Five Australian Designers Reinventing Fashion The Ethical Way
Words by Renae Lauren
Have you ever thought twice about where your fashion comes from or how many times you have worn a piece before throwing it away?
A large proportion of the Australian population don’t and for this reason, over 501 million kilos of clothing ends up in Australian landfill each year.
This astronomical amount of landfill could be attributed to fast fashion brands like H&M who release roughly 14-16 collections and Zara with the release 24 collections per year. With some of these items being worn 1-3 times before reaching landfill.
While acknowledging this paramount issue, a selection of Australian designers are taking matters into their own hands, reinventing their procedures to employ the 3 R’s into every garment they create – Recycle, Reuse & Repurpose.
Exie Studio (Melbourne)
Genre of Fashion: Streetwear/Sportswear
To Melbourne based streetwear brand Exie, ‘People and the Planet Matter’. For this reason, designer Christina Exie, has chosen to create 90% of her range from recycled ocean plastic as well as only sourcing ethical manufacturing.
The brand sources fabrics from Carvico and Jersey Lomellina whose mission it is to repurpose what some would consider ocean waste into garments and the added bonus of these materials are that they dry almost instantly.
From the types of fabrics, employees and packaging – Exie considers sustainability at every point of the production line with the overall mission of empowering women and equipping them with what they need to feel confident to ‘Unleash [their] inner badass’.
Liandra Swim (Sydney)
Genre of Fashion: Indigenous- inspired swimwear
Paving the way for future designers, Wollongong based designer Liandra Gaykamangu, has decided to take the plunge and evolve into not only an eco-friendly brand but ensuring sustainable practices with the manufacturing of each garment.
Liandra infuses her aboriginal culture in her designs with many sporting reversible designs. Each design is also named after inspirational women in her life – like Jessica Mauboy.
Her new range uses regenerated plastics and all packaging is made from an element called cassava which can dissipate before your eyes when boiled. Liandra wishes to break the bounds of stereotyping and cookie cutter definitions stressing that she aspires for her designs to be stocked all around Australia and overseas – not just in souvenir shops because of their aboringal prints.
Baaby Swimwear (Melbourne)
Genre of Fashion: Sexy swimwear
Featured in Australian Vogue, this Melbourne based – Italian made swimwear label uses 100% renewable energy in their manufacturing process and it is their mission to create garments that can be recycled indefinitely.
Baaby Swimwear use Econyl fabric which is derived from fishing nets and plastic waste found in the sea by non for profit organisation Healthy Seas. This fabric is used for both the main fabric and lining. They consider themselves to be part of the slow fashion movement as opposed to the fast fashion we are so used to seeing.
Sustainable Clothing Co (Adelaide)
Genre of Fashion: Artsy Womenswear
Sustainable Clothing Co work with natural fabrics such as hemp, organic cotton and bamboo that are biodegradable.They also encourage customers to purchase from their pre loved ranges featuring 80s,90s and 00s vintage from the following collections: Allergies Clothing (Au), Daddy Issues The Label (Au), Daniel Palillo (Finland), Demian Renucci (Au), Field Of Ponies (UK), Grown Royal Clothing (Au) and more!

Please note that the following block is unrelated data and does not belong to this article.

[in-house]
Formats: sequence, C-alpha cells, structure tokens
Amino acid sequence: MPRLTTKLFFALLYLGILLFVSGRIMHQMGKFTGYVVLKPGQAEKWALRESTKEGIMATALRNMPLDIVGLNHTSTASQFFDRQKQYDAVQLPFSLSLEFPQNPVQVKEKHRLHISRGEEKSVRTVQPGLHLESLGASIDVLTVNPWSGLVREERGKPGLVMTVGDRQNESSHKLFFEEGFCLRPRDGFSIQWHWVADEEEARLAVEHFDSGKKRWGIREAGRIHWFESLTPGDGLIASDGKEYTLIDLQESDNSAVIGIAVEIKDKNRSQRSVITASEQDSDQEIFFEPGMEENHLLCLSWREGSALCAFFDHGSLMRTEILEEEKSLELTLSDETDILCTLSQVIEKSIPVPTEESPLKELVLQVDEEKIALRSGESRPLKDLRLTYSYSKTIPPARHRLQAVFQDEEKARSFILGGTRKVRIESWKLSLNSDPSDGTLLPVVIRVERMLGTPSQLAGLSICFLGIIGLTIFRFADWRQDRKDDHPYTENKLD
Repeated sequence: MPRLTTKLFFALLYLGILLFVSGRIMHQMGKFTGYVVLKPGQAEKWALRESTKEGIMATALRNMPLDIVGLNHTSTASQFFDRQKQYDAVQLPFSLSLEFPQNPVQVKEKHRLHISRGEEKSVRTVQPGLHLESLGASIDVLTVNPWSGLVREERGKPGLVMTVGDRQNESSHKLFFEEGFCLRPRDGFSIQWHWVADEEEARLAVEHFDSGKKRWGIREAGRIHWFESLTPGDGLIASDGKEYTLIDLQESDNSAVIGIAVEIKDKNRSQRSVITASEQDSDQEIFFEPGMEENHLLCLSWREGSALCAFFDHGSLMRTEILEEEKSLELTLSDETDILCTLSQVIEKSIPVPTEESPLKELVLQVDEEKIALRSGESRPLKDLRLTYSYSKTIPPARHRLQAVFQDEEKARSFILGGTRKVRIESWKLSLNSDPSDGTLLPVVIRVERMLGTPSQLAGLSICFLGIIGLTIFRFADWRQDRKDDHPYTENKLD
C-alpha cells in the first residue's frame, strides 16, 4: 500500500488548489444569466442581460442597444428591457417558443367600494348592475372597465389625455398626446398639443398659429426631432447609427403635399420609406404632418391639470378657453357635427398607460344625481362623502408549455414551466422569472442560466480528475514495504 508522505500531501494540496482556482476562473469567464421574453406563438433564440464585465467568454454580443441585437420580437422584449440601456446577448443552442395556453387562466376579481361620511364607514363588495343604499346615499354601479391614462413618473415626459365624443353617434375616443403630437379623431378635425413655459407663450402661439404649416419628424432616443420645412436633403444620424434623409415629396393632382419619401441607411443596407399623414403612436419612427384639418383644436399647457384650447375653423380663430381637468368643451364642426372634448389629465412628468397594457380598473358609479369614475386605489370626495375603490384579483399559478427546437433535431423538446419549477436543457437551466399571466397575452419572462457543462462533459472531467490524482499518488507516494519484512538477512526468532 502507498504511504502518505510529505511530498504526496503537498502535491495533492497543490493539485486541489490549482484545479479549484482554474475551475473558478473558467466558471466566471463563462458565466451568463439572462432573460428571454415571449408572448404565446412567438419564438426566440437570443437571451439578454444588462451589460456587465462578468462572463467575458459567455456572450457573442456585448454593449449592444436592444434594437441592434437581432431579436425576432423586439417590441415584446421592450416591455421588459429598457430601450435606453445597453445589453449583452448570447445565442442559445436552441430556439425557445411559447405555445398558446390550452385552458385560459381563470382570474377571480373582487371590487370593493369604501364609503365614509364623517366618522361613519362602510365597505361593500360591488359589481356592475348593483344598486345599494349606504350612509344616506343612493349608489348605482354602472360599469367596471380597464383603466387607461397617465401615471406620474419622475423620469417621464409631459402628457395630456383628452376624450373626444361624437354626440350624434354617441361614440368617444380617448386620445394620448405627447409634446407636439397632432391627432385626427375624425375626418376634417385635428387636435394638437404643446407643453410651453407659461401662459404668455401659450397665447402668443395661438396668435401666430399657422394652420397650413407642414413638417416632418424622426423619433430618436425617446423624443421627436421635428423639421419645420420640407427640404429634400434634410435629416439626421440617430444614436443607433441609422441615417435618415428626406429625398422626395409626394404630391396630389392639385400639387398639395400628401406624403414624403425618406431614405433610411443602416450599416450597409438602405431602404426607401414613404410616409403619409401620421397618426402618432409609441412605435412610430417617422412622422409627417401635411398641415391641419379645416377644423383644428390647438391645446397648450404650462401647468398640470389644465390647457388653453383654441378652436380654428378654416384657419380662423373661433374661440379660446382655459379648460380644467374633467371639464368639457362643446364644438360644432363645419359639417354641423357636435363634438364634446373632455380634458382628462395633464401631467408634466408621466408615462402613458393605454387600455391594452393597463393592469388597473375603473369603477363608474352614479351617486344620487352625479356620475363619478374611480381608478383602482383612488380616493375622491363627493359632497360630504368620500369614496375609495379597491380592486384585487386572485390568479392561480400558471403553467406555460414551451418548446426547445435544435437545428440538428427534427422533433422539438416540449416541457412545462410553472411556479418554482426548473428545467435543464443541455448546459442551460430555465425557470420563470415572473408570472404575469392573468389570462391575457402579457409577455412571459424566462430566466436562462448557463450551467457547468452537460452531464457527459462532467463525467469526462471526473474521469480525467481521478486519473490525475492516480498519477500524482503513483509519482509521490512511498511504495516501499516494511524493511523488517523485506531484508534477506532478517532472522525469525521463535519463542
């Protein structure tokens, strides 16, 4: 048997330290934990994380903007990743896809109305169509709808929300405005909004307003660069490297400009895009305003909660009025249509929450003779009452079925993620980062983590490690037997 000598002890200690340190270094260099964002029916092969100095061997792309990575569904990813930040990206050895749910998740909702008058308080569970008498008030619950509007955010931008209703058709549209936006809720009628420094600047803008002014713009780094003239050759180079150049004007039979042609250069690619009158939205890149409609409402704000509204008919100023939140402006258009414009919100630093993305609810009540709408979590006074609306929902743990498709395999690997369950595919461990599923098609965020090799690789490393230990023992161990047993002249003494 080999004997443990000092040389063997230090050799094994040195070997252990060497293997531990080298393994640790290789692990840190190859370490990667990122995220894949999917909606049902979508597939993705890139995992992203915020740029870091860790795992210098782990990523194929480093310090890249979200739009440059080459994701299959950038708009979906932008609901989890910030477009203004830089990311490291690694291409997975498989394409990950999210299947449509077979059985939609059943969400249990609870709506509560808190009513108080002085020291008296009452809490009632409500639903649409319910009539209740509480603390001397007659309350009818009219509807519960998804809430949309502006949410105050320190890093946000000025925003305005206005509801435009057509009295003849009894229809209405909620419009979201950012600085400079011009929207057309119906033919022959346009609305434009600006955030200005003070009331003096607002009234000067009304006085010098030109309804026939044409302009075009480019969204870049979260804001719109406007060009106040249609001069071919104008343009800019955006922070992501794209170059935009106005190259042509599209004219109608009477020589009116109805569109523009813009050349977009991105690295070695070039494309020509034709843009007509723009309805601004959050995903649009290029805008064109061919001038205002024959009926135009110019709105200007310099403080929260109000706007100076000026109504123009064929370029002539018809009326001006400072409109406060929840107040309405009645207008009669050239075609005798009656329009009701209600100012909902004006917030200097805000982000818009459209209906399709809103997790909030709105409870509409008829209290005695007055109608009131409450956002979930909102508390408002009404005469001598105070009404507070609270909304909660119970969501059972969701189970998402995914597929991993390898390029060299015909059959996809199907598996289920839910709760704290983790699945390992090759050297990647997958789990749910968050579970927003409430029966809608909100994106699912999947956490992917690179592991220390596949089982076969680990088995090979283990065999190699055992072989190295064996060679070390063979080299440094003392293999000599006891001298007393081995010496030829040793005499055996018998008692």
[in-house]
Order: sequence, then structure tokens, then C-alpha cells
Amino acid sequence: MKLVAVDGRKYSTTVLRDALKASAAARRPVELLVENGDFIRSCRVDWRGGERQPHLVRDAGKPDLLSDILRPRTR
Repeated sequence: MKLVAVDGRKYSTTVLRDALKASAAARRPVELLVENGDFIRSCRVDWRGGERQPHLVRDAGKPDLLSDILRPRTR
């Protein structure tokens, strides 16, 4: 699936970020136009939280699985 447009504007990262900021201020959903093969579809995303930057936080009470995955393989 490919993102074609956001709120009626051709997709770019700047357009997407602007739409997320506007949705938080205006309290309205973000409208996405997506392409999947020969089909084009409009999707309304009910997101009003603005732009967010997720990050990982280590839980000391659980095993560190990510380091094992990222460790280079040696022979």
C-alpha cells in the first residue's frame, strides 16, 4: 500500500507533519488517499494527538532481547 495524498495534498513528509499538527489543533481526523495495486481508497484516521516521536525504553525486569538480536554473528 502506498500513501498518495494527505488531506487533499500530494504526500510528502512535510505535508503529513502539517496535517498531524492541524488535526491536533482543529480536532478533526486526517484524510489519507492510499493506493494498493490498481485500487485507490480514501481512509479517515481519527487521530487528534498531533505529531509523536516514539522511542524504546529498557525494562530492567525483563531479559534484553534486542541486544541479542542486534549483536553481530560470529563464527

Maintaining the slow fashion model opting for quality standards through manufacturing, SCC value design and production rather than the concept behind fast fashion and the discarding of clothing after a few uses.
The Social Outfit
Genre of Fashion: Artsy Womenswear
The Social Outfit are an upcoming brand that focus on ethical trading as well as providing employment to refugee and migrant communities. For many refugees, working at The Social Outfit is their first paid job.
Research shows that in Australia a “large percentage of apparel purchases are only worn once” so it is part of their mission to repurpose and reuse. The Social Outfit have saved over 3 tonnes of waste from landfill thanks to partnering with over 28 Australian brands including Seafolly, Alice McCall and Bec & Bridge.
This round up of Australian designers hailing from all around Australia, highlights the way in which the fashion industry is becoming increasingly aware of their negative impact on the environment and encouraging their loyal customers to keep the ‘Recycle, Reuse & Repurpose’ model at the forefront of their buying habits.
So if you’re currently sitting on the couch reading this article in iso, after you’ve just cleaned out and rearranged your wardrobe for the fifth time in the last month – consider your fashion footprint and join the social movement of sustainable fashion.
Written by Renae Lauren -Guest Ponderer
Frank n Al Chai and how Kristen Carroll’s creation become a popular staple for those who want to be soothed and nurtured.
How does a love for fresh produce and the desire to share it turn into a business? What makes this Rhubarb Lady tick in our latest blog post.
2021 has been a difficult time for so many businesses in our community so we thought, what can we do to be of service? How can we support Ocean Grove business owners? You give them something special that continues to give of course! Welcome to your Christmas Gifts for...
Subscribe For Updates & Offers
Support our mission to write and produce Positive Stortelling, it takes a tribe to build one.